It’s the little things

We’re well into week two of confinement, and so far I’m doing just fine with it!

  • Having a routine and sticking to it helps.
  • Not being on my own helps.
  • Having the garden to work in helps.
  • Being allowed to go out for short walks in the countryside helps.
  • Cooking and eating delicious meals make for variety and definitely helps.
  • Knowing that the shops are open and fairly well stocked helps.

I could add to this list, but you can tell that I’m counting my blessings!!  🙂

For a long time now, I have written my articles at the beginning of the week, sent them to Annie, who checked them for any errors (and she always found some!!), and then I posted the articles on Fridays on the blog.  After last Friday’s post, and with the drama of the Covid-19 crisis unfolding all around us, I didn’t think I had anything meaningful to write about.  But then I went for a walk yesterday afternoon, and I changed my mind!

I had taken my camera with me, but when I wanted to take my first picture I found that I had forgotten to put the memory card back in its slot.  So I resigned myself to not take any pictures.  My walk started behind the cooperative winery in Saint-Chinian and took me along the Chemin de Sorteilho.  After a while, I headed down a track on the left which brought me to the Chemin des Gazels (you can find the route on google maps!).  When I reached the Chemin des Gazels I turned left and headed back towards the village.

had observed many beautiful flowers along my walk, but what really struck me was that there was a clarity in the air, which was all to do with the absence of noise.  I could hear the sound of my footsteps, the sound of birdsong, some rustling in the bushes, the sound of my own breathing when I walked up a steep incline, the sound of water in a hidden brook.  But there was no noise from planes, from traffic, from agricultural machinery or from any other human activity!  It felt somewhat eerie but also incredibly peaceful!!

It was after that realisation that I happened upon a white lavender plant in full flower.  I knew Lavandula Stoechas only as a plant with purple blue flowers, so I was thrilled to see one with white flowers.  And that’s when I remembered that my phone had a built-in camera!! 😉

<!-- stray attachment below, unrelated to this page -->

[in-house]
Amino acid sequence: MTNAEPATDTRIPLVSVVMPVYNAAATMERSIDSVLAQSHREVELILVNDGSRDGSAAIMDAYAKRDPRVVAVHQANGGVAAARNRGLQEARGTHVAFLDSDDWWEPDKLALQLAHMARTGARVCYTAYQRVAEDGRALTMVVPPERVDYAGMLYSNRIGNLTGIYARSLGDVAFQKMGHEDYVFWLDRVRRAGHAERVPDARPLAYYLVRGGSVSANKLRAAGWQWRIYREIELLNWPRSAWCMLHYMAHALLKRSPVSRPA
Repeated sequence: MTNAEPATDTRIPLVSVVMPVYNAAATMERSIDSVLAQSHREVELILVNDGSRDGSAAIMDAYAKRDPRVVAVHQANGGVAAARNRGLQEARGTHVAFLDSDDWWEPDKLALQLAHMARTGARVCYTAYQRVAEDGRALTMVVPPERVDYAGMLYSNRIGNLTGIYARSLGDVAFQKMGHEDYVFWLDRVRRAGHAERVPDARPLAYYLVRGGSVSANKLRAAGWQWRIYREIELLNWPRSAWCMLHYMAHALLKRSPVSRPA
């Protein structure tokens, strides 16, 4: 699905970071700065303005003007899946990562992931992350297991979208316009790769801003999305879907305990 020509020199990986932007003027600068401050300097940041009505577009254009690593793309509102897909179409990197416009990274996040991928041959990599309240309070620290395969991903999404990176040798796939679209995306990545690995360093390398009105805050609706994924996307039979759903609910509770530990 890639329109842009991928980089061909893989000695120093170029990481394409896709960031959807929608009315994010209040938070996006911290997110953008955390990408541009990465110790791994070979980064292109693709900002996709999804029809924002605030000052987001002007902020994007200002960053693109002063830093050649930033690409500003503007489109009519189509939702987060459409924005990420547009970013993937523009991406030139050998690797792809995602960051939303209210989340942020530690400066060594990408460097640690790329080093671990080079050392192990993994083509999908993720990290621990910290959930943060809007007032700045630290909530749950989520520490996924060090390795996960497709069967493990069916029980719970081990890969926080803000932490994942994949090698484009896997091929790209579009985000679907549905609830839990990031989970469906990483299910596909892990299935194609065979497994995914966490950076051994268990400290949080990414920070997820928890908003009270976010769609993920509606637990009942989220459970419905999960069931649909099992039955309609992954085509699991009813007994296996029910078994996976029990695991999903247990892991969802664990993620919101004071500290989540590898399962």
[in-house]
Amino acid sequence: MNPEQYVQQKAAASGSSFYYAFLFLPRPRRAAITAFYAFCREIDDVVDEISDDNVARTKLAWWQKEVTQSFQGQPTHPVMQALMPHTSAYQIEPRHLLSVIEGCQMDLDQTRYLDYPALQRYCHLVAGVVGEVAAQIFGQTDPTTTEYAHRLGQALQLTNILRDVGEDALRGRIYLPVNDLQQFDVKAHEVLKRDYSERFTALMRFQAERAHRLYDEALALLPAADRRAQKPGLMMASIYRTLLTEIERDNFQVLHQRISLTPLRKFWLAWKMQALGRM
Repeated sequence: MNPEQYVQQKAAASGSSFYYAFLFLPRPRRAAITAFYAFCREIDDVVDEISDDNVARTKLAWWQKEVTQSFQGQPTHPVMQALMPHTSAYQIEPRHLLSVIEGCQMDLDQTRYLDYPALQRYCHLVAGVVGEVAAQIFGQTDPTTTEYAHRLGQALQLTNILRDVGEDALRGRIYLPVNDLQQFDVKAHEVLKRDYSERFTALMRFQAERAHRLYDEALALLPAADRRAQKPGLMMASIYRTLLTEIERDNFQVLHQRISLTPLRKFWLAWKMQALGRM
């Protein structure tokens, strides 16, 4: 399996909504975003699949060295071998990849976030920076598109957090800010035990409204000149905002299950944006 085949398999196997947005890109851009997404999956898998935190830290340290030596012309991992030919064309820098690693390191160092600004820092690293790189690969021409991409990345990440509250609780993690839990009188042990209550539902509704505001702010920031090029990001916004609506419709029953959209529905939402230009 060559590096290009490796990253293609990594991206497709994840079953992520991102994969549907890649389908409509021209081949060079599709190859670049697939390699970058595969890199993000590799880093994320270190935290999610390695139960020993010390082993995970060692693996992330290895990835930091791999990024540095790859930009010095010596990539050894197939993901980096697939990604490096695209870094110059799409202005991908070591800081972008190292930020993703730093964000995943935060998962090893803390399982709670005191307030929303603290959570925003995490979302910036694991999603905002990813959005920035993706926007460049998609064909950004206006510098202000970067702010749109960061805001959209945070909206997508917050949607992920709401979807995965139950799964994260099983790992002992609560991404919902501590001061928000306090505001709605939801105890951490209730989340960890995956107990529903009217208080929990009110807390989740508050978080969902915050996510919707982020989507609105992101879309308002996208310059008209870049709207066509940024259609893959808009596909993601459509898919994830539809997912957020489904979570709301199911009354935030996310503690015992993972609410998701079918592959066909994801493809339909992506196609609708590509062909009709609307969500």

After that, I took a few more pictures which I’ll share with you below, but for me the essence of the walk lay in observing the little things that were all around me.  I really enjoyed the peace and tranquillity of that moment in time!

Smile!  😀

You will have read by now that the population of France has been confined to their homes since noon last Tuesday.  Extreme measures in order to stop the spread of the Coronavirus!  President Macron announced a 15 day period in which people are to stay indoors, and I have a feeling that this may be extended.  We’ll see how effective it will be, and how people are going to be able to live with this perceived loss of liberty.  Personally, I am not particularly bothered.  I have everything I need at home, and plenty of small projects to finish, books to read, etc.  I’ll have time to telephone friends and family, write e-mails, and catch up with all kinds of things.  I might even be able to start work again on my long-shelved cook book project!!  Now, wouldn’t that be something??  🙂

People will be allowed to leave their homes to go to work if they cannot work remotely, or are working for one of several essential services (electricity, water, medical, food, etc.), to go shopping for essential supplies, to visit their doctor or pharmacy, for imperative family visits (childcare or care of elderly relatives), and for physical exercise or dog walking, the last two are to be done in strict isolation.  The food shops will remain open, and no doubt the shelves will eventually be re-stocked with pasta, rice AND toilet paper!! 😀

It will certainly be challenging for people who live in France’s big cities or areas where population density is high.  In Saint-Chinian we should be OK – people are pretty well spaced apart to begin with, and if contact is limited so should be the spread of the virus.